Monday, January 1, 2018

About Me

I am an Associate Professor in the department of Curriculum, Teaching and Learning at the Ontario Institute for Studies in Education, University of Toronto. My research interests are in sociocultural theories of learning, issues of power and identity in learning. I am also interested in supporting faculty and grad students in their writing and work-life balance. I work as a coach for the Faculty Success Program and teach CTL 1811, a course for graduate students that builds a community of support around writing.

For details on my research and teaching, download my full cv

Monday, July 17, 2017

Using tarot to get past writing roadblocks

In today's video I explain how I used tarot to help me (start to!) get past a writing roadblock. In the video I reference:
The Fool's Dog Tarot Sampler (app)
Kim Krans's Wild Unknown tarot deck
Joan Bolker's book Writing Your Dissertation in Fifteen Minutes a Day

Let me know if you have used tarot to help you with your writing, and what happened!


Wednesday, July 12, 2017

Another use for the academic word kit: Interview with a scholar

When Lynda Barry and Ebony Flowers visited Toronto in April 2017, Ebony shared a variation on the academic words/questions activity that we already discussed.

Briefly, you use your academic kit to generate a question related to your research, and then you write an interview with a scholar of your choice, imagining how they might answer the question.


Here's my sample comic, when I asked an imaginary Dorothy Holland what illness has to do with monsters.


Friday, July 7, 2017

Creating and using an academic word and question kit

In this video, I talk you through the process for creating an academic word and question kit, so you can generate lots of different free-writing prompts related to your research. The credit goes to Lynda Barry and Ebony Flowers who developed this idea together.

You will need some index cards. Cut some in half - you will use these for words related to your research (plus some unrelated words for fun). On the other cards, write questions. Each question should have a blank in it, to be filled by a word from the word cards. Get creative with the questions! I've listed some example questions below the video.


What is the opposite of ____ ?
What does ____ want?
What animal does ____ remind you of the most?
How is ____ like a monster?
What happens if ____ gets wet?
Does ____ live in our minds?
What does common sense about ____ get right?
Why can metaphors be a problem with ____ ?
What happens when ____ breaks?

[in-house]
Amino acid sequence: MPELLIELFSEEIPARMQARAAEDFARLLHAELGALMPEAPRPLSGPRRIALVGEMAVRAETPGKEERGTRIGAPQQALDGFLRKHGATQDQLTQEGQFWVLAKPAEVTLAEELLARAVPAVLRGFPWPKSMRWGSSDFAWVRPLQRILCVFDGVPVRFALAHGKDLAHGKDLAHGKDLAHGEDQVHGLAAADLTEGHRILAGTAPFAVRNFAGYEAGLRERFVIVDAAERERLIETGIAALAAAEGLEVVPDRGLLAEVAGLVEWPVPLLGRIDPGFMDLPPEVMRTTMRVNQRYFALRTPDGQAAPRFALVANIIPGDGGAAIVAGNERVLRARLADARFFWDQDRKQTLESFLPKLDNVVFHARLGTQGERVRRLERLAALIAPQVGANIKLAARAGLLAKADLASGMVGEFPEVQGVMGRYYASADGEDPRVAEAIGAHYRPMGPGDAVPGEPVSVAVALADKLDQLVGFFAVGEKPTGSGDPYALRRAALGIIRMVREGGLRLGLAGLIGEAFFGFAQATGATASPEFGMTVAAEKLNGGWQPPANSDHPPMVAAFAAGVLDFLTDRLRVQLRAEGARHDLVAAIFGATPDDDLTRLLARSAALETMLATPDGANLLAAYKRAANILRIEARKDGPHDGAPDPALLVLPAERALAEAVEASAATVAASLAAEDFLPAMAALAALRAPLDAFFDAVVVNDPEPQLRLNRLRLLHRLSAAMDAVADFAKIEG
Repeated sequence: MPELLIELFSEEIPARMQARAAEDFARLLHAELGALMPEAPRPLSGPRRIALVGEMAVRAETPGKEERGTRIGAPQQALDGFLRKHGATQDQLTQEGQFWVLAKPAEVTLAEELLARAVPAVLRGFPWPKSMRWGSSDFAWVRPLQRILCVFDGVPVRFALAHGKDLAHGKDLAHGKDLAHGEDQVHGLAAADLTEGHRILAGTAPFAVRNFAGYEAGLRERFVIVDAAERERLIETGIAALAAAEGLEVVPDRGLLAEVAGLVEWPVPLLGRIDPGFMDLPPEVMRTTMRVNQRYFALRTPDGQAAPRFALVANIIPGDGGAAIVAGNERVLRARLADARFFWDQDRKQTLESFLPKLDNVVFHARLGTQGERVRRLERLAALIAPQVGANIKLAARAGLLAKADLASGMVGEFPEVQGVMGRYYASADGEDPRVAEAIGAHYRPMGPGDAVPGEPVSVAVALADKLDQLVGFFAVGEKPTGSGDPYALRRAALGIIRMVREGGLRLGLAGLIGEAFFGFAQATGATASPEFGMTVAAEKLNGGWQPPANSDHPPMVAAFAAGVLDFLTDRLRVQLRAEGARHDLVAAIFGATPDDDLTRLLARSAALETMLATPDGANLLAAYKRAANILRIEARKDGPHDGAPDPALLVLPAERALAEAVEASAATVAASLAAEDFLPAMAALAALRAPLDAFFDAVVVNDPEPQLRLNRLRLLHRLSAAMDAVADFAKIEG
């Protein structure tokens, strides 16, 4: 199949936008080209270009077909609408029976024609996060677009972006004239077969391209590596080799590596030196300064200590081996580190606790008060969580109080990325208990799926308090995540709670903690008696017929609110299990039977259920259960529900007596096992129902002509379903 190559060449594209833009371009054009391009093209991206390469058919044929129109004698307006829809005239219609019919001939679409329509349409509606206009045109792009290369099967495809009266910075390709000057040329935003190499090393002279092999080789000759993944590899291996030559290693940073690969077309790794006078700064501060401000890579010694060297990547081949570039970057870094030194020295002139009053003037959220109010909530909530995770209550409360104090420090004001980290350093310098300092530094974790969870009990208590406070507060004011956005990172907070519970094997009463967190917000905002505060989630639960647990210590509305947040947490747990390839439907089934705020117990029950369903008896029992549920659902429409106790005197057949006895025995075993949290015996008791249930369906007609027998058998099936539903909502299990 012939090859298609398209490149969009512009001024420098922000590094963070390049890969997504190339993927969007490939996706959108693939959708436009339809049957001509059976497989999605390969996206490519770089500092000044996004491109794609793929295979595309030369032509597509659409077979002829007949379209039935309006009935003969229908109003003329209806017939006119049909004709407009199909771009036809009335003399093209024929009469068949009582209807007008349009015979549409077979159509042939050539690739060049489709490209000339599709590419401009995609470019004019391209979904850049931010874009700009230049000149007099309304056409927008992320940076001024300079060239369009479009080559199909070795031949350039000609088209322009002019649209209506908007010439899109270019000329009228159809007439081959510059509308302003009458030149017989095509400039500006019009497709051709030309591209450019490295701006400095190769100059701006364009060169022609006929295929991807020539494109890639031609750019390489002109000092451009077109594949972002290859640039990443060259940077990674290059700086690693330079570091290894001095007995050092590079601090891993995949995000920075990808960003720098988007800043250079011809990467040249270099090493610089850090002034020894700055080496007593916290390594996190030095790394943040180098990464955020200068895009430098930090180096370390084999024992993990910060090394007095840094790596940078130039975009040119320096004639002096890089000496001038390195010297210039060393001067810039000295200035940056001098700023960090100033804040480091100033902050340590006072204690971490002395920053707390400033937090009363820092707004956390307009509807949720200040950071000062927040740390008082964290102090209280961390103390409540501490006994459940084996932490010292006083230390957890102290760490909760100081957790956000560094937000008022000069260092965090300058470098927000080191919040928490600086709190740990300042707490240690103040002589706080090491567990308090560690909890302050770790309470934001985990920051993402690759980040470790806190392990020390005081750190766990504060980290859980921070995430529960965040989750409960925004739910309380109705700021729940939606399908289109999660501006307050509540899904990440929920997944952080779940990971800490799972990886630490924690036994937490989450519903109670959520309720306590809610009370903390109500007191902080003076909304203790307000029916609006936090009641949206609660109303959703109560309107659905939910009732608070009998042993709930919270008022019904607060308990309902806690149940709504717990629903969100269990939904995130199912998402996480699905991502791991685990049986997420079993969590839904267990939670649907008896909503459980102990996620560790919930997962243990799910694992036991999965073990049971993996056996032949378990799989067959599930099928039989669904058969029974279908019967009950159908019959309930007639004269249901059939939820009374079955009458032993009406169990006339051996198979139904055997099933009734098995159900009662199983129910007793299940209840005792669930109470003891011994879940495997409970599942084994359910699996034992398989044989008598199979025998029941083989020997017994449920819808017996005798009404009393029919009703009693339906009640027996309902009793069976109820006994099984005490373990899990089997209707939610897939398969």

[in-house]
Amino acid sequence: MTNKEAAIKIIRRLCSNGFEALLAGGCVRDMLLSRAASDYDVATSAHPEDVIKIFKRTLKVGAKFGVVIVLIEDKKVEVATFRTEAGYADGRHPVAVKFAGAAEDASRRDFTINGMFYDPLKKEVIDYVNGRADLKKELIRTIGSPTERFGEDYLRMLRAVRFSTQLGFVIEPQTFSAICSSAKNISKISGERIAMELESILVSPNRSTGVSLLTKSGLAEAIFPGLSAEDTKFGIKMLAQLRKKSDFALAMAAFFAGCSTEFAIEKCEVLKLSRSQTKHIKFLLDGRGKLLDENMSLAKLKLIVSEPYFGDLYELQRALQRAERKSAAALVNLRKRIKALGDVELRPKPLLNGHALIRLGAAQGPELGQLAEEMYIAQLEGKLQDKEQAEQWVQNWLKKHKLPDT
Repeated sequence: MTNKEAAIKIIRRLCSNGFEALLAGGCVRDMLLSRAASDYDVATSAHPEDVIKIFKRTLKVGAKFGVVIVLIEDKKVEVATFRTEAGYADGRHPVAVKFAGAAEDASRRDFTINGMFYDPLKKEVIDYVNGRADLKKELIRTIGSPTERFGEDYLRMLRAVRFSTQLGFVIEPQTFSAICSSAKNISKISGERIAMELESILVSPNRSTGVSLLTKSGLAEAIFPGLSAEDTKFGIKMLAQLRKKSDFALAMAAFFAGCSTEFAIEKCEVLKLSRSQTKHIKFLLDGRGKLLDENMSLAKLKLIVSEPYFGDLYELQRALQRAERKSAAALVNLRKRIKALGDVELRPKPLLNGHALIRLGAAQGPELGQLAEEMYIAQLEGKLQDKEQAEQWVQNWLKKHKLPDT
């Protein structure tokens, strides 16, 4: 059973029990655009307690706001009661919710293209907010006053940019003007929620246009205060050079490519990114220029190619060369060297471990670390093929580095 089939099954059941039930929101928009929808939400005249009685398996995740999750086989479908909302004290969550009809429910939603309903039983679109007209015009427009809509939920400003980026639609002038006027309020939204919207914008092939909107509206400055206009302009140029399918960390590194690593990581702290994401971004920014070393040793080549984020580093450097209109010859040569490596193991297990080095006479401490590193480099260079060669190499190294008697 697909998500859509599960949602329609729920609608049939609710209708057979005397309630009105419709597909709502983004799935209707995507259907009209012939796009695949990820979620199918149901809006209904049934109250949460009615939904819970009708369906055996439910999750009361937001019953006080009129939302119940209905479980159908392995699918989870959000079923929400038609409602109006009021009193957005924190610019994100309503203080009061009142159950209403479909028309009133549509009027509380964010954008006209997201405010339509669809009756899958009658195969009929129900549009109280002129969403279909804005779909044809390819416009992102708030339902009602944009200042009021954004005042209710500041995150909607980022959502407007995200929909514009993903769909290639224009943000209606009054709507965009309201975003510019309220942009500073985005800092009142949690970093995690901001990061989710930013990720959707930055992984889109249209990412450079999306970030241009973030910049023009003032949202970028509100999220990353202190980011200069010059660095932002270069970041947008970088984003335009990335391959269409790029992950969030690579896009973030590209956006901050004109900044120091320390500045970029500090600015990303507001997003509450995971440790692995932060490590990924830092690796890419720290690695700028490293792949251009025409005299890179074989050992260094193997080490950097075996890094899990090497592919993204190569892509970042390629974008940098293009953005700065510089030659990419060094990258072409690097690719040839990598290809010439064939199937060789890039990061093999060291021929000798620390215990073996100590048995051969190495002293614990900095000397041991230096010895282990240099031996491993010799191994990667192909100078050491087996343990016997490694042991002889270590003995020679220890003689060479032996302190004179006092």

What is important about ____ ?
Tell a lie about ____ .
What is the best environment for ____ ?
What makes ____ so alluring?
What does ____ have to do with time?
What if ____ fell on the ground?

Post any additional questions in the comments!


Monday, June 19, 2017

On revision

For this week's prompts, I'd like to share some wisdom from a book I'm working through at the moment: Naming the World, and Other Exercises for the Creative Writer, edited by Bret Anthony Johnston. It's an edited volume, with many different writers and writing instructors contributing writing prompts and exercises.

We've mostly been talking about generating new ideas, making sense of tough concepts, and the like. This week I'd like to focus on revision. I've always said that I hate revision, but I think I haven't had great tools for it until now. I'd love to start a discussion with folks about what, precisely, you do when you revise.

For now, here are some ideas from John Smolens's chapter, on shortening a piece while you revise:
Be ruthless with the usual suspects, adjectives and adverbs; retain only those that are truly necessary, those that so dramatically alter the noun or verb they are modifying that the sentence would be significantly different without them.
Take one paragraph and distill it until you've said the same thing in one sentence. 
 Combine sentences (in particular, by using subordination which often allows connecting words and entire phrases to be dropped).
 Employ the active voice as much as possible. (pp. 303-304)
 If you use writing as a way to figure out what you think, as I do, then inevitably your first draft (and potentially many drafts after that one!) has a lot of extraneous material. It can be a great idea to shorten while you revise.

Monday, June 12, 2017

Draw Your Theory

This week's video gives some examples of drawings that I made to try to understand the distinctions between two different theories of disability. I show how you can use drawings to illustrate, understand, and explain a given theory, by thinking about a theory as a story, involving certain characters and objects, processes and relationships.

I hope you enjoy it!


Thursday, June 8, 2017

First drafts

I just finished reading The Clockwork Muse by Eviatar Zerubavel, and found a quote about first drafts inspiring. Dr. Zerubavel is quoting writer Mario Vargas Llosa:
"the first version is written in a real state of anxiety. Then once I've finished that draft... everything changes. I know then that the story is there, buried in what I call my 'magma.' It's absolute chaos but the novel is in there, lost in a mass of dead elements, superfluous scenes that will disappear... It's very chaotic and makes sense only to me. But the story is born under there." (quoted from "The Art of Fiction--Mario Vargas Llosa," The Paris Review 116 (1990): 57, in Zerubavel's The Clockwork Muse, p. 51)
I don't know about you, but I as I write first drafts of academic or creative writing, I have to constantly remind myself that I don't know how it will end up, and it's ok to just keep going. I made this drawing (and took this incredibly low quality photo in the middle of the night) to remind myself of my job as a writer:




 Your Job Is To Make A Mess, brought to you by a snake, an elephant, a bunny, a dog/deer hybrid, a mouse, a whale, and a cat. And me.